Agriculture is not a major contributor to the Filipino GDP, and it hasn’t been for a very long time. As can be seen from the chart below, the agricultural sector contributed only 9.8% of the Filipino economy in 2021, representing a decline in its GDP share from a decade prior. If the services sector continues to gain importance in the national economy, agriculture might continue to see a decline in its share of GDP.
Primary Trade Partners – Trade partners of Philippines are categorised as importing partners and exporting partners.
To learn more about sectoral contribution to Philippines’ GDP, follow the link below:
The top 5 export markets for Philippines in 2018 were as follows:
The top 5 exporting countries to Philippines in 2018 were as follows:
Product contribution to exports and imports –Philippines’ exports can be broadly segregated into two categories, namely, goods and services. While goods certainly make up the majority of the country’s exports, services, too, play a substantial role. As can be seen from the graph below, the export share of services has been on a gradual incline over the last few years, thus, reiterating the increased importance of the services sector to the Filipino economy.
Despite the rising share of services in exports, goods still command the majority share, constituting over 57% of exports in 2018. The table below illustrates the four categories of goods and their respective product shares.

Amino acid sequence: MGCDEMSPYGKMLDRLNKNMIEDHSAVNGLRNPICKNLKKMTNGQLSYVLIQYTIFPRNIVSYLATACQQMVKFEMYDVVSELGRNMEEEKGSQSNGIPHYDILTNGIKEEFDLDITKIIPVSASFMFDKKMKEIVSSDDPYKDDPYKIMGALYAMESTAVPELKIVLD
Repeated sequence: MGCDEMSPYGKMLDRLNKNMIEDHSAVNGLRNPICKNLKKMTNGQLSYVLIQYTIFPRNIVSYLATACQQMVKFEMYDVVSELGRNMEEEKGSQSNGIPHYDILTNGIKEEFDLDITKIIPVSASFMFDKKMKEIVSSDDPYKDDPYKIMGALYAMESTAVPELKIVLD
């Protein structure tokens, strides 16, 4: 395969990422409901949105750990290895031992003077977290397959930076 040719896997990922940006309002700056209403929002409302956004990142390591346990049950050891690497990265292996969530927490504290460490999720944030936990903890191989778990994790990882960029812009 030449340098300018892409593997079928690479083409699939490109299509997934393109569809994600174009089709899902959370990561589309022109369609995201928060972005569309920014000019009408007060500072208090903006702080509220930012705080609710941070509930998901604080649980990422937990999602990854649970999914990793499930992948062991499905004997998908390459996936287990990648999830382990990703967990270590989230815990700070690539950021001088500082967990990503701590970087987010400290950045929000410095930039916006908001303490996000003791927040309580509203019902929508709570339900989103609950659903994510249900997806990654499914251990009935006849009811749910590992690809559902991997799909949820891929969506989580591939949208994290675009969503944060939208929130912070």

The top 5 products exported and imported by Philippines are as follows:
To read more about Philippines’ international trade, follow the link below:
Exports to GDP ratio – 31.7%
Debt to GDP Ratio – Philippines has among the lowest Debt/GDP levels of its peers and, as exhibited in the chart below, it has a particularly low instance of household debt. This bodes well for the country as it looks to compete with other regional emerging markets for the attention of foreign investors.
Trade Agreements– Of the major ASEAN emerging markets, Philippines has the lowest number of trade agreements, both those already in force and those being negotiated. In an increasingly globalised world, the value of trade cannot be overstated. As such, the Philippines must endeavour to be more liberal in its trade policy in order to compete with regional heavyweights like Indonesia. A comparative overview of 6 ASEAN economies, as seen in the graph below, reveals Philippines’ current standing in foreign trade.
Philippines’ Trade Agreements can be classified into the following four groups:
– Bilateral Trade Agreements (BTAs)
– Multilateral Trade Agreements (MTAs)
– Country – Bloc Agreements
– Bloc – Bloc Agreements
*GSTP member countries – Algeria; Argentina; Bangladesh; Benin; Bolivia, Plurinational State of Bolivia; Brazil; Cameroon; Chile; Colombia; Cuba; Ecuador; Egypt; Ghana; Guinea; Guyana; India; Indonesia; Iran; Iraq; Korea, Democratic People’s Republic of; Korea, Republic of; Libya; Malaysia; Mexico; Morocco; Mozambique; Myanmar; Nicaragua; Nigeria; Pakistan; Peru; Philippines; Singapore; Sri Lanka; Sudan; Tanzania; Thailand; Trinidad and Tobago; Tunisia; Venezuela, Bolivarian Republic of; Vietnam; Zimbabwe
FTA – Free Trade Agreements
EIA – Economic Integration Agreement
PSA – Partial Scope Agreement
To read about Philippines’ trade agreements in greater detail, follow the link below: